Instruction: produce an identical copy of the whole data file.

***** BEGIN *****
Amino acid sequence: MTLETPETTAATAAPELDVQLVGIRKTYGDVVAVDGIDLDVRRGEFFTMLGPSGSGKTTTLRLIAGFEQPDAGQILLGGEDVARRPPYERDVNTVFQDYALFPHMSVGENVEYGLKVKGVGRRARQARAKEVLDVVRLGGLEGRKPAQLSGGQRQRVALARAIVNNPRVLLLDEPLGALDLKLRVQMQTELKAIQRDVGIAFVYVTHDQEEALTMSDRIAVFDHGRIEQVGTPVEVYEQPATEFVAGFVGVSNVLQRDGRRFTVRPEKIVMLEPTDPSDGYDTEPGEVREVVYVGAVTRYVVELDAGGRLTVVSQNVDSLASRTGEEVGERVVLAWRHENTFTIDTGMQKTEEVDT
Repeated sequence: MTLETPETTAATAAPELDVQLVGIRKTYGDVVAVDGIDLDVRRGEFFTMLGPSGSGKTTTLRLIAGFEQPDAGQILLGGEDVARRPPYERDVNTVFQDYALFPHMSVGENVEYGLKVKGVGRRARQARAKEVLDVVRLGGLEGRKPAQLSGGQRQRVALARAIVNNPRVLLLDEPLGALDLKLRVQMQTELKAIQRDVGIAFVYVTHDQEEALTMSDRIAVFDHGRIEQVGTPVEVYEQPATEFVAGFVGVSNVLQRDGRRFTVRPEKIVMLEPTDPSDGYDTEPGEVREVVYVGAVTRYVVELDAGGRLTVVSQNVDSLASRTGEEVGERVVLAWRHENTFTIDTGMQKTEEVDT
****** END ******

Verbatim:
Amino acid sequence: MTLETPETTAATAAPELDVQLVGIRKTYGDVVAVDGIDLDVRRGEFFTMLGPSGSGKTTTLRLIAGFEQPDAGQILLGGEDVARRPPYERDVNTVFQDYALFPHMSVGENVEYGLKVKGVGRRARQARAKEVLDVVRLGGLEGRKPAQLSGGQRQRVALARAIVNNPRVLLLDEPLGALDLKLRVQMQTELKAIQRDVGIAFVYVTHDQEEALTMSDRIAVFDHGRIEQVGTPVEVYEQPATEFVAGFVGVSNVLQRDGRRFTVRPEKIVMLEPTDPSDGYDTEPGEVREVVYVGAVTRYVVELDAGGRLTVVSQNVDSLASRTGEEVGERVVLAWRHENTFTIDTGMQKTEEVDT
Repeated sequence: MTLETPETTAATAAPELDVQLVGIRKTYGDVVAVDGIDLDVRRGEFFTMLGPSGSGKTTTLRLIAGFEQPDAGQILLGGEDVARRPPYERDVNTVFQDYALFPHMSVGENVEYGLKVKGVGRRARQARAKEVLDVVRLGGLEGRKPAQLSGGQRQRVALARAIVNNPRVLLLDEPLGALDLKLRVQMQTELKAIQRDVGIAFVYVTHDQEEALTMSDRIAVFDHGRIEQVGTPVEVYEQPATEFVAGFVGVSNVLQRDGRRFTVRPEKIVMLEPTDPSDGYDTEPGEVREVVYVGAVTRYVVELDAGGRLTVVSQNVDSLASRTGEEVGERVVLAWRHENTFTIDTGMQKTEEVDT